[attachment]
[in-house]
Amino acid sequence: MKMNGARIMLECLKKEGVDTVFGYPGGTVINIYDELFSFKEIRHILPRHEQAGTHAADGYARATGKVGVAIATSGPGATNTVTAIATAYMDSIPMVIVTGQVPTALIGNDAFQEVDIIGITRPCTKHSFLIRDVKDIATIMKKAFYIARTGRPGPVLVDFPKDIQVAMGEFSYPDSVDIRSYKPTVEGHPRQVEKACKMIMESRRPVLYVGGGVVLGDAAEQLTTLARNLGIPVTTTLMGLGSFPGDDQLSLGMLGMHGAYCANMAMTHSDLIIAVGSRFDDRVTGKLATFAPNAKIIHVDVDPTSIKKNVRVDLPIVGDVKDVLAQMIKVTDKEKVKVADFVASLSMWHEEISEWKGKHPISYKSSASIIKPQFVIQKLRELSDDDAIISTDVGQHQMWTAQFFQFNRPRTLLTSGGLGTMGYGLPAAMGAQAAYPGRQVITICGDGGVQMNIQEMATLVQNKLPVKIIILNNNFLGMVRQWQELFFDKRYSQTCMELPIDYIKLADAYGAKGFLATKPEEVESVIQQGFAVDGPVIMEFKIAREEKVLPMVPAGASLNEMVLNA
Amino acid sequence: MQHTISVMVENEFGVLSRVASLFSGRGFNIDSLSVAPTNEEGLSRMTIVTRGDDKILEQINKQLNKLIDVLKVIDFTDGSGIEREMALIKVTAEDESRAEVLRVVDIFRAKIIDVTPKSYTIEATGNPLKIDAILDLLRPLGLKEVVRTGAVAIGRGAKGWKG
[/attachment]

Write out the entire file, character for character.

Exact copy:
[in-house]
Amino acid sequence: MKMNGARIMLECLKKEGVDTVFGYPGGTVINIYDELFSFKEIRHILPRHEQAGTHAADGYARATGKVGVAIATSGPGATNTVTAIATAYMDSIPMVIVTGQVPTALIGNDAFQEVDIIGITRPCTKHSFLIRDVKDIATIMKKAFYIARTGRPGPVLVDFPKDIQVAMGEFSYPDSVDIRSYKPTVEGHPRQVEKACKMIMESRRPVLYVGGGVVLGDAAEQLTTLARNLGIPVTTTLMGLGSFPGDDQLSLGMLGMHGAYCANMAMTHSDLIIAVGSRFDDRVTGKLATFAPNAKIIHVDVDPTSIKKNVRVDLPIVGDVKDVLAQMIKVTDKEKVKVADFVASLSMWHEEISEWKGKHPISYKSSASIIKPQFVIQKLRELSDDDAIISTDVGQHQMWTAQFFQFNRPRTLLTSGGLGTMGYGLPAAMGAQAAYPGRQVITICGDGGVQMNIQEMATLVQNKLPVKIIILNNNFLGMVRQWQELFFDKRYSQTCMELPIDYIKLADAYGAKGFLATKPEEVESVIQQGFAVDGPVIMEFKIAREEKVLPMVPAGASLNEMVLNA
Amino acid sequence: MQHTISVMVENEFGVLSRVASLFSGRGFNIDSLSVAPTNEEGLSRMTIVTRGDDKILEQINKQLNKLIDVLKVIDFTDGSGIEREMALIKVTAEDESRAEVLRVVDIFRAKIIDVTPKSYTIEATGNPLKIDAILDLLRPLGLKEVVRTGAVAIGRGAKGWKG